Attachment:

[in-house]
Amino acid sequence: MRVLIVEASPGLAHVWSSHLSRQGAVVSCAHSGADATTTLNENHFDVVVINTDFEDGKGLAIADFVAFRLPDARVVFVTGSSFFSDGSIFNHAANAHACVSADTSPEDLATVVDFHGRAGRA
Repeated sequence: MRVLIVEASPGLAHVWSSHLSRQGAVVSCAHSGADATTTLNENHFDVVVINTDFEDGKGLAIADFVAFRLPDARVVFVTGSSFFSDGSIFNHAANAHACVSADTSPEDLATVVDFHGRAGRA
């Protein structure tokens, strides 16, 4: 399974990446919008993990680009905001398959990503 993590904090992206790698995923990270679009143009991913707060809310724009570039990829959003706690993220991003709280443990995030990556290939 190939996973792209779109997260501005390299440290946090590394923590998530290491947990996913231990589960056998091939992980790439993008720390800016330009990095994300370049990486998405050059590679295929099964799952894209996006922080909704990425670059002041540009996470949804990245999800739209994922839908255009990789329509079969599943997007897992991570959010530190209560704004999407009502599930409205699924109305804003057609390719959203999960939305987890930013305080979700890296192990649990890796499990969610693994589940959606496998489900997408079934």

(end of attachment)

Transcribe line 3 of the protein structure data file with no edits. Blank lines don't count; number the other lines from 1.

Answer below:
Repeated sequence: MRVLIVEASPGLAHVWSSHLSRQGAVVSCAHSGADATTTLNENHFDVVVINTDFEDGKGLAIADFVAFRLPDARVVFVTGSSFFSDGSIFNHAANAHACVSADTSPEDLATVVDFHGRAGRA